Nailfold capillary microscopy
- An assessment of capillaries microvascular structure
- One of the most sensitive methods of detecting early CTD 
- Cervical spine and upper thoracic imaging: Consider to evaluate for thoracic outlet syndrome caused by a bony cervical rib. 
Differentiation between primary and secondary RP
|Primary vs. secondary Raynaud phenomenon |
|Primary RP||Secondary RP|
| || |
| || |
It is critical to evaluate for secondary RP because missing early CTD or other associated causes can have serious consequences.
Perniosis (chilblains) 
- Erythrocyanotic papules or nodules, predominantly on the hands, fingers, toes, legs, and face on exposure to cold
- Lesions appear 12–24 hours after exposure to cold and last for 1–3 weeks.
- Typically seasonal (colder months)
- See “Nonfreezing cold injuries” for details.
- No triphasic color response like in RP, nonparoxysmal manifestation (often persistent)
- Recurrent or frequently persistent bluish/cyanotic discoloration of the peripheral extremities
- Most commonly affects the hands; more rarely the feet, ears, nose, lips, and nipples
- Caused by decreased oxyhemoglobin due to vasospasm
- Usually triggered and/or aggravated by exposure to cold temperatures, most cases improve in summer.
- Trophic changes and ulceration are extremely rare.
- May be primary (idiopathic) or secondary to neurologic, autoimmune, infective, metabolic, or other causes
- Rare condition characterized by episodes of hyperperfusion that affect the feet and less commonly the hands
- Symptoms include intense burning pain, erythema, warmth, and swelling of the affected areas.
- Triggers include warmth and physical activity.
- May be primary (genetically determined) or secondary to myeloproliferative disorders, CTD, cancer, infections, or poisoning.
Peripheral artery disease (PAD)
- Exercise-induced pain (may also be persistent)
- Cold and pale extremities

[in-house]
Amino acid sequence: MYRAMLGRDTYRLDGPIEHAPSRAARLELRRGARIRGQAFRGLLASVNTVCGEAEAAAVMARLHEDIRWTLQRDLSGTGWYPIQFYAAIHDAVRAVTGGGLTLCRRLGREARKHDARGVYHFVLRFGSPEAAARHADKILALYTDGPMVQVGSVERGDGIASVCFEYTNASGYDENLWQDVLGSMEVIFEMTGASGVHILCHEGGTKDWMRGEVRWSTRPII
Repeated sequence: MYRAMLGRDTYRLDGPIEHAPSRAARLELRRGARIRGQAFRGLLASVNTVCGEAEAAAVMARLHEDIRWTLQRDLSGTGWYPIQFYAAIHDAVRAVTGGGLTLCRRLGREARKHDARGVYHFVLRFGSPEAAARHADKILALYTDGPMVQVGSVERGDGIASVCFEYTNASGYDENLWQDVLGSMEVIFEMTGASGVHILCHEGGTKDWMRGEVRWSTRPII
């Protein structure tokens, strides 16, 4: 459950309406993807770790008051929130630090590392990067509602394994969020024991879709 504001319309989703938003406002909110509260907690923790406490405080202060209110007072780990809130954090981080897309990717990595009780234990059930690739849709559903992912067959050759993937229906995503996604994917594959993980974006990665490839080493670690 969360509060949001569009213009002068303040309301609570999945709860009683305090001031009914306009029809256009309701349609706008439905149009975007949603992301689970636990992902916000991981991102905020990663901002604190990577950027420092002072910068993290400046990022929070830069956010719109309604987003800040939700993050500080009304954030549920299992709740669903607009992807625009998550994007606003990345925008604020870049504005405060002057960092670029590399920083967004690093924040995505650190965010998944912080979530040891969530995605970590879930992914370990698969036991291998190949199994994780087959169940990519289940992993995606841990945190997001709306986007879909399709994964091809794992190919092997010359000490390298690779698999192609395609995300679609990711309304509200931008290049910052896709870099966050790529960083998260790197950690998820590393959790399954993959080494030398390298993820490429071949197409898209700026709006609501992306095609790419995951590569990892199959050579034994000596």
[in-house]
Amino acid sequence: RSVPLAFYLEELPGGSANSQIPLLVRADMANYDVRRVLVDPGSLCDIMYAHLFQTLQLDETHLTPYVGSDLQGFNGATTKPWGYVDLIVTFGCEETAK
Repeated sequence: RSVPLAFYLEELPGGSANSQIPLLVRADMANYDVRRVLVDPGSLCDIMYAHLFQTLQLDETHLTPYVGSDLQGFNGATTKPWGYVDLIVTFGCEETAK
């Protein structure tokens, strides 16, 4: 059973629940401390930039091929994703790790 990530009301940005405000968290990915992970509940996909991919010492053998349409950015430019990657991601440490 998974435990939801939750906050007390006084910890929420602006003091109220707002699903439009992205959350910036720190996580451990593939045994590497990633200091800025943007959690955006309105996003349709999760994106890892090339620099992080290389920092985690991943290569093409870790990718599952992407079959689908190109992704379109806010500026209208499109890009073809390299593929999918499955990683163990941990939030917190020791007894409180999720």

- Diminished or absent radial or ulnar artery pulse
- Can be a cause of secondary RP (functional vasospasm), but must be considered as an independent differential diagnosis.
Acute arterial occlusion of an extremity
- Acute onset as in RP, but not episodic or self-limiting
- The “6 Ps” of clinical presentation: Pain, Pallor, Pulselessness, Paresthesia, Paralysis, Poikilothermia
Thoracic outlet syndrome 
- Typically unilateral
- Can be a cause of secondary RP (due to compression of the sympathetic nerves)
The differential diagnoses listed here are not exhaustive.
- First line management in all patients: trigger avoidance and lifestyle measures to minimize vasospastic attacks
- Persistent symptoms
- Consider pharmacotherapy.
- Consider interventional therapies in patients with refractory disease and surgical treatment when indicated.
- Identify and treat the underlying cause.
- Specialist referral (e.g., immunology, rheumatology) for further management.
Trigger avoidance 
- Avoidance of cold (e.g., wearing warm gloves or multiple layers of clothing)
- Stress management (e.g., anxiety attacks, episodes of irritability/anger)
- Minimize vibration exposure (e.g., occupational use of power hand tools such as jackhammers)
- Smoking cessation (smoking promotes vasoconstriction)
- Discontinuation of medications that may trigger attacks (e.g., β-blockers, ergotamine, oral contraceptives)
Cold avoidance and stress management are key aspects of managing RP. 
There is a paucity of evidence on the efficacy of pharmacotherapy in RP and currently, no drugs have received FDA approval for treatment of the condition. 
First-line: calcium channel blockers monotherapy
- Preferred: nifedipine 
- Alternative: amlodipine OR felodipine 
Second‑line: any of the following alone or in combination with calcium channel blockers
- Oral: ARBs, ACE inhibitors, PDE5 inhibitors (sildenafil), SSRIs, α-blockers, nitrates
- Topical vasodilators: glyceryl trinitrate (GTN) 
Severe or complicated RP (e.g., refractory or recurrent digital ulcers)
- IV prostanoid therapy (e.g., iloprost, epoprostenol) : alone or in combination with botulinum toxin
- Endothelin-1 receptor antagonists (e.g., bosentan, macitentan): in patients with secondary RP due to scleroderma
Pharmacotherapy for RP often causes significant side effects (e.g., hypotension). Start all medications at a low dose and gradually increase as tolerated. 
Interventional therapies and surgery 
- Indications: refractory or severe RP (e.g., critical digital ischemia, as evidenced by persistent ulceration or gangrene)
- Botulinum toxin injections 
- Selective digital sympathectomy
- Amputation when necessary